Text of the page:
National Book Award Finalist Ibi Zoboi Visits Bluebird Library

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National Book Award Finalist Ibi Zoboi Visits Bluebird Library

Photo Courtesy of Lauren Magnuson

Photo Courtesy of Lauren Magnuson

Photo Courtesy of Lauren Magnuson

Luvia Thomas, Junior

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In early April, 50 Kenwood readers attended an author event for National Book Award finalist Ibi Zoboi. She came to Kenwood High School to share a little bit about her life and her book American Street.

Kenwood Librarian Lauren Magnuson was excited to offer this opportunity to Kenwood’s students on April 11. “I was thrilled when I got the email from Library Media Programs asking if Bluebird Library would like to have Ibi Zoboi visit and speak to our students. I didn’t have to think twice before I said, ‘Yes!’” she said.

American Street is about a girl named Fabiola Toussaint who was born in America but grew up in Haiti shortly after. After leaving their home in Port-au-Prince, Fabiola’s mother gets detained at Kennedy airport which forces Fabiola to travel to Detroit alone and learn to navigate life with her Americanized cousins by herself. As time goes on and Fabiola becomes acclimated to her new life, she is given the opportunity to see her mother again but at the cost of her cousin’s trust and being put in a dangerous situation.

To start off the presentation, Zoboi wanted to get to know what makes us stand out from everyone in the room by playing a little game. The premise was simple: we were to raise our hands (if we were comfortable) if what she asked related to us. Asking questions like what class we were in, if any of our family members made a living off of art like she does… and then got down to questions relating to the book.

She began to ask questions about immigration, such as if our parents, grandparents, or even great grandparents were immigrants and, if so from where. She did this to see just how many people share this common factor in their lives. Like her character Fabiola, she herself immigrated to America from Port-Au prince, Haiti, and for similar reasons.

Both the author,  Zoboi, and Fabiola’s story begins before they were born with a dictator know as “Baby Doc.”  Zoboi’s parents worked at a radio station and were highly pressured to promote propaganda painting the country in a good light. Considering the danger of this job and being unable to obtain a teaching job at an all-girls school in Haiti due to her marital status, Zoboi’s mother fled for America in hopes for a better life. The parallels between the book and her life experience become more prevalent during this time as well.

In the book, Fabiola experiences cultural differences almost as soon as she is in Detroit. In Haiti if a guest arrived there would be a celebration or a special meal but in America all three of her cousins go off to do what they normally do. She also learns of the differences in how teens her age act and discovers the differences between school systems. Just like the book, Zoboi also explains some of the trials she went through when she came to America. For example, when she was little and started school in America, her mother would dress her up like  “a cupcake” in frilly dresses, which wasn’t what other children were wearing and showed a clear divide between them.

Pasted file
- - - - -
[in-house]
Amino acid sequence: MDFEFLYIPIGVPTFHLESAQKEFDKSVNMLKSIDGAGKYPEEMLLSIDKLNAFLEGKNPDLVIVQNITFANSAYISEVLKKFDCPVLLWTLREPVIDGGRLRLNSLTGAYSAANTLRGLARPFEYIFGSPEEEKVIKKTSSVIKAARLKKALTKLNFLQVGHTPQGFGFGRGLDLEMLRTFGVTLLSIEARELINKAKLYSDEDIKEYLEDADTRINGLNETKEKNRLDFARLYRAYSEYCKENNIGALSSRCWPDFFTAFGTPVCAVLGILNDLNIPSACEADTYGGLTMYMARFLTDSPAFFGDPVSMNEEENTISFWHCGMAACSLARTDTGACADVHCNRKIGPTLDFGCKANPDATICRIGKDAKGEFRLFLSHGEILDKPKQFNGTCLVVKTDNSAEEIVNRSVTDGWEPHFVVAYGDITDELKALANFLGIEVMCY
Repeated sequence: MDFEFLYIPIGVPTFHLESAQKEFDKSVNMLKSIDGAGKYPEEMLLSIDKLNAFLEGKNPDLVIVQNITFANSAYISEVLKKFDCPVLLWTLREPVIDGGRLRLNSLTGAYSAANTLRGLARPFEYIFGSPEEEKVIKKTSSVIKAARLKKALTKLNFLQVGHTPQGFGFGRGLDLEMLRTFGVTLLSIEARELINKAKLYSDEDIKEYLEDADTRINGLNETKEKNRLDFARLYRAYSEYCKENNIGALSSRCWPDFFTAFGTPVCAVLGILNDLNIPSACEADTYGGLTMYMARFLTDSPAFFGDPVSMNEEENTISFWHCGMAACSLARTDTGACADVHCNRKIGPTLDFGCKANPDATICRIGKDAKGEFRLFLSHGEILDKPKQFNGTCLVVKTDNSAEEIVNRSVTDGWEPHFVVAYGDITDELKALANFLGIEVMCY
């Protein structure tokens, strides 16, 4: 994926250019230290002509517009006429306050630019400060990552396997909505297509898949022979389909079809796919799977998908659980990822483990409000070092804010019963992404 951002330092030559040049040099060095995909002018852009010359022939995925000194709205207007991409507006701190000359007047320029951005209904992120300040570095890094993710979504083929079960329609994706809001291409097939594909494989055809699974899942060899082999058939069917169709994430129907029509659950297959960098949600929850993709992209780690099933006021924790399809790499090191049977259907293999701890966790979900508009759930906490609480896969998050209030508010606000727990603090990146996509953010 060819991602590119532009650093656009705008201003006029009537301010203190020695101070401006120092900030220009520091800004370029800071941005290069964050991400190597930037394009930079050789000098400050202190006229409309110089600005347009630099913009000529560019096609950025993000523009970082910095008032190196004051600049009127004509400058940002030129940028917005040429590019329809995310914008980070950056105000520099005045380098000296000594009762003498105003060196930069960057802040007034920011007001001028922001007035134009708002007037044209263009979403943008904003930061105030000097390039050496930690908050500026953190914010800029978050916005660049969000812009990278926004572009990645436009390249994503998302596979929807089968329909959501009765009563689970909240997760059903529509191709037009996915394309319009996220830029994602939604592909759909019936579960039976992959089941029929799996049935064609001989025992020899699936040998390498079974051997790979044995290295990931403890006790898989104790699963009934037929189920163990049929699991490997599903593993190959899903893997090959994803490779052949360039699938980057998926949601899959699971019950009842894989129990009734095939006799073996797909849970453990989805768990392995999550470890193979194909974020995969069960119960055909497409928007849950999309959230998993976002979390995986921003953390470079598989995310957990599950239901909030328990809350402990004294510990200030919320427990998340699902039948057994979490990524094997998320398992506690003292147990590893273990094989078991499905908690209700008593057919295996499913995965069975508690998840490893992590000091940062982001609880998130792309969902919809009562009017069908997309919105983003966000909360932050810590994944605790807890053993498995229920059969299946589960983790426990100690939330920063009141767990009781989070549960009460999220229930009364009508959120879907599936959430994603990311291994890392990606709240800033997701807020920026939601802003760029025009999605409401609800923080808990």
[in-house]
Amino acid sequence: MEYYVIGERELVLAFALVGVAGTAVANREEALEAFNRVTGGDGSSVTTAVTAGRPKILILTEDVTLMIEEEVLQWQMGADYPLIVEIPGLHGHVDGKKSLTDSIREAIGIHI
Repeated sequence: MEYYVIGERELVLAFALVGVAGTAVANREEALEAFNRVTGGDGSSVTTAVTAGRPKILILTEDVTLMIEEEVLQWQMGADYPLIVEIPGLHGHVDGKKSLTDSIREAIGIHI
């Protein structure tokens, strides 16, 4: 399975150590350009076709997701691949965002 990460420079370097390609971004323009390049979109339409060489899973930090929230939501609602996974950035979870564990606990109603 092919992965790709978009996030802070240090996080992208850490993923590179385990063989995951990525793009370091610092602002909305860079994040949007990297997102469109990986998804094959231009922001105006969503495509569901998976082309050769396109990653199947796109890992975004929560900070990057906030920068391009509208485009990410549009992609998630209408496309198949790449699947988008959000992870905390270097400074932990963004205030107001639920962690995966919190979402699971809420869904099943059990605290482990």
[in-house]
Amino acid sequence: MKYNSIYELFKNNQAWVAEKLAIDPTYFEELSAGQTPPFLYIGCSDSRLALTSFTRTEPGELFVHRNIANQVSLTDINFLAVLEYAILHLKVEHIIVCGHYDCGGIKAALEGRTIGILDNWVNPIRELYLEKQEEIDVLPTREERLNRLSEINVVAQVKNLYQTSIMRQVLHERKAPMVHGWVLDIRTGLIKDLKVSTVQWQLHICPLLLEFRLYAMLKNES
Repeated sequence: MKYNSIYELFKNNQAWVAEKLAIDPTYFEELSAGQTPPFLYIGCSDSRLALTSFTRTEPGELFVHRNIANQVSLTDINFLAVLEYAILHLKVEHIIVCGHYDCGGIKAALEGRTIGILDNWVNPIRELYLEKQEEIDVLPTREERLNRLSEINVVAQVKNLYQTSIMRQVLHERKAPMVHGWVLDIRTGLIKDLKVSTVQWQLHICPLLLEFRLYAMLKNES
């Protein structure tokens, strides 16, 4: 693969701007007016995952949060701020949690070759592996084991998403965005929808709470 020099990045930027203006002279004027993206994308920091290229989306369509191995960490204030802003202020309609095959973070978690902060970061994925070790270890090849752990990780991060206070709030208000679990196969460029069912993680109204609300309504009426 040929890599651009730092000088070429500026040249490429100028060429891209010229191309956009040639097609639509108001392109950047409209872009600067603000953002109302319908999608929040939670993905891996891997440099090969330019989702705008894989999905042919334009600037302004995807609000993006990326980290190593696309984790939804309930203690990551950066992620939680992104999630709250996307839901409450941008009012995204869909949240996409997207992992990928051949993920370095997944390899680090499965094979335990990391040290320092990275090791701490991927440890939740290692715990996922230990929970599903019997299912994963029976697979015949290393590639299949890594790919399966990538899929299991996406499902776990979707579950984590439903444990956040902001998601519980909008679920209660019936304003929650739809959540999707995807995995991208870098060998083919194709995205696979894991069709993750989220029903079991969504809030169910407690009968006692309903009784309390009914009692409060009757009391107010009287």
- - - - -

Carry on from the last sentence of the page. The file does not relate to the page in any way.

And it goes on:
“I hated it,” says Zoboi, “They wanted to beat me up.”

Zoboi later explains how as time went by she assimilated and became more Americanized, which, if you read the book, is just like the cousins. They went from being totally different to almost going undetected as someone different.

At one point, Zoboi said, “She had become so Americanized that her friends didn’t know she was Haitian.” From these things alone, you can tell how her life shaped her book, but she does this for a reason. She wanted to make some parts of the book so specific you can’t help but relate, which was the message she wanted to convey. She wants the readers to empathize with Fabiola and to truly envision struggles other people go through. With that as her final claim, she read a section of her book to us and handed the 50 attendees a free book provided by BCPS Library Media Programs which she signed and personalized for each student.

This event, provided for Kenwood students by BCPS and Baltimore County Public Library’s BC Reads Event, was an amazing opportunity to gain the author’s perspective and to learn just how the book came about. The writing is spot on, and in my opinion, you can fully imagine being in the mind of these characters. Each one has their own little charm and the narrative switches from Fabiola’s to another character’s so you can fully understand their reasoning for acting the ways they do allowing the reader to decide both the reliability of the narrator and the moral justification of the characters’ actions.

I highly recommend everyone to read American Street. It is so unfiltered and almost too real at times, but that’s what makes it special. You cannot help but relate to the characters in the book. No matter your preference, American Street will surely keep up on the edge of your seat.